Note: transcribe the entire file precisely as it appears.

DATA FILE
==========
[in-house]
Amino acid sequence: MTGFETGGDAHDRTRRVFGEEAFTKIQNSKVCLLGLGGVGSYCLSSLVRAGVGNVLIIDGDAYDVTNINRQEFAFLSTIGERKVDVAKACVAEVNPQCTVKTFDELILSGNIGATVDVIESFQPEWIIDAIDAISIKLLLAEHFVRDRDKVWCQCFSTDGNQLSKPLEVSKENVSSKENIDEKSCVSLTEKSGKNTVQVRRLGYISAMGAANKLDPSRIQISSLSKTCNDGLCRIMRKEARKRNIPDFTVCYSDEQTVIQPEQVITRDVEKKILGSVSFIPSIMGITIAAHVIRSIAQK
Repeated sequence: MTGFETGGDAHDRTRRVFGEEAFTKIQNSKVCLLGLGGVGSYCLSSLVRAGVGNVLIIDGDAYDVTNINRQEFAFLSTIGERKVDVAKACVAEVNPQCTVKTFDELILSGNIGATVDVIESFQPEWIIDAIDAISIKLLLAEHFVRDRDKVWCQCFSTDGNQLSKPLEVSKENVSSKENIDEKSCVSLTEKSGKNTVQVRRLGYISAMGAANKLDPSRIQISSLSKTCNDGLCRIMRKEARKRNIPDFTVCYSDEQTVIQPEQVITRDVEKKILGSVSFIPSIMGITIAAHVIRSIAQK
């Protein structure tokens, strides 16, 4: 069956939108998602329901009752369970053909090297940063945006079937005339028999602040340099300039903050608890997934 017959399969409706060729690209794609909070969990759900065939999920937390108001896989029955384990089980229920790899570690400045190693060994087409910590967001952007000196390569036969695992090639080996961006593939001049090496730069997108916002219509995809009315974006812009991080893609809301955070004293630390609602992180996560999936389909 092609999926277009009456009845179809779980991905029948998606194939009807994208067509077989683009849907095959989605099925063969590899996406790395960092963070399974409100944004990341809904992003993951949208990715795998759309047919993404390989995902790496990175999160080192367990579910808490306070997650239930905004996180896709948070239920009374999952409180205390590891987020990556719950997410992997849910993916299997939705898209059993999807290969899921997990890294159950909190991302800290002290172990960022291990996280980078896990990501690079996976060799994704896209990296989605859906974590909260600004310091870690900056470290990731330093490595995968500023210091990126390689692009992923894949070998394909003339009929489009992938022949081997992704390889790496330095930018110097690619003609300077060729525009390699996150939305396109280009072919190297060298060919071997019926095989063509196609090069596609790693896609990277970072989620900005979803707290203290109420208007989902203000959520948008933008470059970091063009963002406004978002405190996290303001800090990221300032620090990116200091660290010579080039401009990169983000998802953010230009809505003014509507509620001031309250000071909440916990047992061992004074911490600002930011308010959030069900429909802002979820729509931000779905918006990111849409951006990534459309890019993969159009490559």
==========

[in-house]
Amino acid sequence: MTGFETGGDAHDRTRRVFGEEAFTKIQNSKVCLLGLGGVGSYCLSSLVRAGVGNVLIIDGDAYDVTNINRQEFAFLSTIGERKVDVAKACVAEVNPQCTVKTFDELILSGNIGATVDVIESFQPEWIIDAIDAISIKLLLAEHFVRDRDKVWCQCFSTDGNQLSKPLEVSKENVSSKENIDEKSCVSLTEKSGKNTVQVRRLGYISAMGAANKLDPSRIQISSLSKTCNDGLCRIMRKEARKRNIPDFTVCYSDEQTVIQPEQVITRDVEKKILGSVSFIPSIMGITIAAHVIRSIAQK
Repeated sequence: MTGFETGGDAHDRTRRVFGEEAFTKIQNSKVCLLGLGGVGSYCLSSLVRAGVGNVLIIDGDAYDVTNINRQEFAFLSTIGERKVDVAKACVAEVNPQCTVKTFDELILSGNIGATVDVIESFQPEWIIDAIDAISIKLLLAEHFVRDRDKVWCQCFSTDGNQLSKPLEVSKENVSSKENIDEKSCVSLTEKSGKNTVQVRRLGYISAMGAANKLDPSRIQISSLSKTCNDGLCRIMRKEARKRNIPDFTVCYSDEQTVIQPEQVITRDVEKKILGSVSFIPSIMGITIAAHVIRSIAQK
């Protein structure tokens, strides 16, 4: 069956939108998602329901009752369970053909090297940063945006079937005339028999602040340099300039903050608890997934 017959399969409706060729690209794609909070969990759900065939999920937390108001896989029955384990089980229920790899570690400045190693060994087409910590967001952007000196390569036969695992090639080996961006593939001049090496730069997108916002219509995809009315974006812009991080893609809301955070004293630390609602992180996560999936389909 092609999926277009009456009845179809779980991905029948998606194939009807994208067509077989683009849907095959989605099925063969590899996406790395960092963070399974409100944004990341809904992003993951949208990715795998759309047919993404390989995902790496990175999160080192367990579910808490306070997650239930905004996180896709948070239920009374999952409180205390590891987020990556719950997410992997849910993916299997939705898209059993999807290969899921997990890294159950909190991302800290002290172990960022291990996280980078896990990501690079996976060799994704896209990296989605859906974590909260600004310091870690900056470290990731330093490595995968500023210091990126390689692009992923894949070998394909003339009929489009992938022949081997992704390889790496330095930018110097690619003609300077060729525009390699996150939305396109280009072919190297060298060919071997019926095989063509196609090069596609790693896609990277970072989620900005979803707290203290109420208007989902203000959520948008933008470059970091063009963002406004978002405190996290303001800090990221300032620090990116200091660290010579080039401009990169983000998802953010230009809505003014509507509620001031309250000071909440916990047992061992004074911490600002930011308010959030069900429909802002979820729509931000779905918006990111849409951006990534459309890019993969159009490559």